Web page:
Every retail customer is different. All of your current customers and potential customers have individual needs, preferences, and goals, and more than half of them expect personalized brand communication. Understanding your customer base can feel like a mysterious process at times, but it doesn't have to be.
So, what's the best way to go about understanding and meeting your customers' individual needs? The answer lies in customer segmentation. By creating a customer segmentation strategy in your retail business, you'll get to know your customer base in a more authentic way and as a result, see more retail success.
In this article, we'll go over the basics of customer segmentation and why it's important for retailers to practice, give examples of the customer segmentation process, and then discuss how Clientbook can help retailers implement retail segmentation in their businesses.
What is customer segmentation?
Retail customer segmentation is a marketing strategy that involves dividing a retailer's customer base into distinct groups based on certain characteristics and behaviors.
This includes many categories of demographic segmentation: geographic segmentation, segmenting by marital status, income level, family size, and several other aspects of your customer profiles. But it also includes more psychographics categories as well, such as buying behaviors, product interests, and personal values.
The goal of a customer segmentation model is to better understand the diverse needs and preferences of different customer segments, allowing retailers to tailor their marketing efforts, product attributes, and overall business strategies to meet the specific requirements of each group.
Customer segmentation also leads to more sales—according to research by Notify Visitors, 80% of companies that use market segmentation report increased sales. This approach recognizes that not all customers are the same and that targeting distinct segments can lead to more personalized and effective marketing campaigns.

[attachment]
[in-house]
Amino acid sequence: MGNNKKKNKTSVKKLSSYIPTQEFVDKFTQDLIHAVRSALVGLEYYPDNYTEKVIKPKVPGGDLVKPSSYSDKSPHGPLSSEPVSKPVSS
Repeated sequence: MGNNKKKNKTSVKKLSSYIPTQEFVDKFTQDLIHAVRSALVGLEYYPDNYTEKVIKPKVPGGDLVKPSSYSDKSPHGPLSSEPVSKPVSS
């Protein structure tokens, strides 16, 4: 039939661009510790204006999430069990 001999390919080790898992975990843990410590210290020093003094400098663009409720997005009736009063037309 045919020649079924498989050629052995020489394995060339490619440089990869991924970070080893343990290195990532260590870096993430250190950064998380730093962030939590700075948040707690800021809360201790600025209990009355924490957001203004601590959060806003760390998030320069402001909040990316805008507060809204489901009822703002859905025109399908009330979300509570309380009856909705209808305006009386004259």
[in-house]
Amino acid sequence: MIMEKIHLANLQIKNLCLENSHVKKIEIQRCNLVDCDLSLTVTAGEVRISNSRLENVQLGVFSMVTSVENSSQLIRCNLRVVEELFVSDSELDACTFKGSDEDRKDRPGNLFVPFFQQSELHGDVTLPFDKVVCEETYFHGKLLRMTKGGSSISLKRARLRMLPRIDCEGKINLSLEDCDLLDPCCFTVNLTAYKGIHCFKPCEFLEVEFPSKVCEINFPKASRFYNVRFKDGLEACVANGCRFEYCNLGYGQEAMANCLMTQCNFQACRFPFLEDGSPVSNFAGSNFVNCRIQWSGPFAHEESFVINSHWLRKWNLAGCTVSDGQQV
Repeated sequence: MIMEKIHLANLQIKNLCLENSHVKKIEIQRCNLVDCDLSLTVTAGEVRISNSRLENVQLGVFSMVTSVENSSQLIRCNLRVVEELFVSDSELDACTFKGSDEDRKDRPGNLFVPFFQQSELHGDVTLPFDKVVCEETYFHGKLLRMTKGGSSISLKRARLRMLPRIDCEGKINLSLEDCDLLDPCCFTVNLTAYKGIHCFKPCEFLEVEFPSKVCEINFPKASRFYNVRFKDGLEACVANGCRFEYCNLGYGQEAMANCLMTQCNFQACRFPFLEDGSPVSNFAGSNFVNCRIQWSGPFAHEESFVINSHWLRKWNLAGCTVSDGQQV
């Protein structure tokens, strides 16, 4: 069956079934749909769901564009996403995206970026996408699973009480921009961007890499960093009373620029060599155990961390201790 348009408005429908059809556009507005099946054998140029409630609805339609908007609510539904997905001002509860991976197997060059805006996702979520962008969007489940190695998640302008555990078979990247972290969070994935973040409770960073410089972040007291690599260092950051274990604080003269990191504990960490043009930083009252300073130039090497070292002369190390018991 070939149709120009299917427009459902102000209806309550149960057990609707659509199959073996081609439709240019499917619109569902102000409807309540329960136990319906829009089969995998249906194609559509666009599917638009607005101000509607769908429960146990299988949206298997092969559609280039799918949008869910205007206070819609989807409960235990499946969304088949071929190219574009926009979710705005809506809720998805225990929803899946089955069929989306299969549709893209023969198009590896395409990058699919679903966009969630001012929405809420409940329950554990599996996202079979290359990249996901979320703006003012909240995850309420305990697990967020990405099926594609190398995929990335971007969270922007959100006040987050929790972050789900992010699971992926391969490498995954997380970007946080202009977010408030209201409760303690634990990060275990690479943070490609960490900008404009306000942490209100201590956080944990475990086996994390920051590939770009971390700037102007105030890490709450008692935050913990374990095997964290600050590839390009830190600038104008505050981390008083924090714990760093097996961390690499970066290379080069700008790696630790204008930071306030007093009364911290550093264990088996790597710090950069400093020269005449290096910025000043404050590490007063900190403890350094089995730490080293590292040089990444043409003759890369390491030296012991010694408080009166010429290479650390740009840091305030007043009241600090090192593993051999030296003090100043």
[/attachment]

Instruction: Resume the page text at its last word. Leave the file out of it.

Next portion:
Why is customer segmentation important?
There are many benefits of customer segmentation, but the most notable one is that you can reach your target market and target audience in a personalized way that will give them the best customer experience possible.
By dividing customers into meaningful segments, retailers can create targeted marketing strategies that resonate with specific groups. This leads to more efficient use of resources, increased customer satisfaction, and improved overall business performance.
For example, a retailer might create different promotions, discounts, or product bundles for various segments, increasing the likelihood of attracting and retaining customers within each group.
Examples of customer segmentation
Now, let's delve into the details of different types of customer segmentation. We’ll give a quick explanation and a couple of practical examples of each type. While there are many to choose from, below are the most common types:
1. Demographic segmentation
You can segment your customers based on their basic demographic information like age, gender, and household income. Demographic segmentation is commonly broken down like the following:
- Age: Teens, young adults, middle-aged, seniors
- Gender: Male, female, non-binary
- Income: Low income, middle income, high income
2. Geographic segmentation
Geographic location affects how retailers segment their customers based on cultural and regional preferences, climate and seasonal variations, and local competition.
- Region: North, South, East, West
- Urban vs. rural: City dwellers vs. suburban or rural residents
3. Psychographic segmentation
Part of understanding your loyal customers and how to segment them is knowing what they value and what kind of lifestyle they live.
- Lifestyle: Outdoor enthusiasts, tech-savvy, health-conscious
- Values: Eco-conscious consumers, socially responsible shoppers
4. Behavioral segmentation
For behavior segmentation, retailers should ask themselves: what kind of shopping behaviors am I seeing among my customers? The answer to this question can help to segment buyers into appropriate groups.
- Purchase occasion: Regular shoppers, seasonal buyers, occasional purchasers
- Customer behavior: Brand loyalists, price-sensitive shoppers, impulsive buyers
5. Purchase history segmentation
Keeping track of your customers' purchase history is a great way to target them based on their preferences and habits.